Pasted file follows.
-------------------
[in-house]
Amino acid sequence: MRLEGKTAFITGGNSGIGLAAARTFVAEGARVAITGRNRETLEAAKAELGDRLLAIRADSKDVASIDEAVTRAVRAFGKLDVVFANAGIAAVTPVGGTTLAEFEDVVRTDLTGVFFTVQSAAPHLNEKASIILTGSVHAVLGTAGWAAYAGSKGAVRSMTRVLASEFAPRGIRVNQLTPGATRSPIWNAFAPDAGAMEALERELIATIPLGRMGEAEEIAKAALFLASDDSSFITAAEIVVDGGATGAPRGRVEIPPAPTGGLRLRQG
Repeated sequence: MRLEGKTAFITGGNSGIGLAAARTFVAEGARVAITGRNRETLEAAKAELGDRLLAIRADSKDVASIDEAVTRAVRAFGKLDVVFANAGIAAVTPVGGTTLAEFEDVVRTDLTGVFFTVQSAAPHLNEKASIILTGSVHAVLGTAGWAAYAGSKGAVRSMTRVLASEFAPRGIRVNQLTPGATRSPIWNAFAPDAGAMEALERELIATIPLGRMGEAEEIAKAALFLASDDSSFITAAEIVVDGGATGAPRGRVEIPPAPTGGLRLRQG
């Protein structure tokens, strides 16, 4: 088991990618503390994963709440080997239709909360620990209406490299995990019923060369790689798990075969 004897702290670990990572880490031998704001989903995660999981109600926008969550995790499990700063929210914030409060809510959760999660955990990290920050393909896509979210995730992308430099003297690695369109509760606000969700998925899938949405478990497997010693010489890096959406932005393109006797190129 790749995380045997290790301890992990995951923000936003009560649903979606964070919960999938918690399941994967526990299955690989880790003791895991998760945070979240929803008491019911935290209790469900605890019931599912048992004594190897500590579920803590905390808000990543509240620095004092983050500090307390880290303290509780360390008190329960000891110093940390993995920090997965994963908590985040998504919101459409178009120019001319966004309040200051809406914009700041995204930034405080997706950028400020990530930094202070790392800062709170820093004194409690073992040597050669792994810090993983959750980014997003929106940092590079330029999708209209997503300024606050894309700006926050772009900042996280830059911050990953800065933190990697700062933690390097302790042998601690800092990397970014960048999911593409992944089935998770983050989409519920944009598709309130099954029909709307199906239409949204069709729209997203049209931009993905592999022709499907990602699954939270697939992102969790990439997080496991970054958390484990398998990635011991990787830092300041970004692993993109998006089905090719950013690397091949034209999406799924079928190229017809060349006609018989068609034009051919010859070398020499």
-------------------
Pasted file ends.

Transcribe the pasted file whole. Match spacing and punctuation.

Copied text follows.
[in-house]
Amino acid sequence: MRLEGKTAFITGGNSGIGLAAARTFVAEGARVAITGRNRETLEAAKAELGDRLLAIRADSKDVASIDEAVTRAVRAFGKLDVVFANAGIAAVTPVGGTTLAEFEDVVRTDLTGVFFTVQSAAPHLNEKASIILTGSVHAVLGTAGWAAYAGSKGAVRSMTRVLASEFAPRGIRVNQLTPGATRSPIWNAFAPDAGAMEALERELIATIPLGRMGEAEEIAKAALFLASDDSSFITAAEIVVDGGATGAPRGRVEIPPAPTGGLRLRQG
Repeated sequence: MRLEGKTAFITGGNSGIGLAAARTFVAEGARVAITGRNRETLEAAKAELGDRLLAIRADSKDVASIDEAVTRAVRAFGKLDVVFANAGIAAVTPVGGTTLAEFEDVVRTDLTGVFFTVQSAAPHLNEKASIILTGSVHAVLGTAGWAAYAGSKGAVRSMTRVLASEFAPRGIRVNQLTPGATRSPIWNAFAPDAGAMEALERELIATIPLGRMGEAEEIAKAALFLASDDSSFITAAEIVVDGGATGAPRGRVEIPPAPTGGLRLRQG
């Protein structure tokens, strides 16, 4: 088991990618503390994963709440080997239709909360620990209406490299995990019923060369790689798990075969 004897702290670990990572880490031998704001989903995660999981109600926008969550995790499990700063929210914030409060809510959760999660955990990290920050393909896509979210995730992308430099003297690695369109509760606000969700998925899938949405478990497997010693010489890096959406932005393109006797190129 790749995380045997290790301890992990995951923000936003009560649903979606964070919960999938918690399941994967526990299955690989880790003791895991998760945070979240929803008491019911935290209790469900605890019931599912048992004594190897500590579920803590905390808000990543509240620095004092983050500090307390880290303290509780360390008190329960000891110093940390993995920090997965994963908590985040998504919101459409178009120019001319966004309040200051809406914009700041995204930034405080997706950028400020990530930094202070790392800062709170820093004194409690073992040597050669792994810090993983959750980014997003929106940092590079330029999708209209997503300024606050894309700006926050772009900042996280830059911050990953800065933190990697700062933690390097302790042998601690800092990397970014960048999911593409992944089935998770983050989409519920944009598709309130099954029909709307199906239409949204069709729209997203049209931009993905592999022709499907990602699954939270697939992102969790990439997080496991970054958390484990398998990635011991990787830092300041970004692993993109998006089905090719950013690397091949034209999406799924079928190229017809060349006609018989068609034009051919010859070398020499």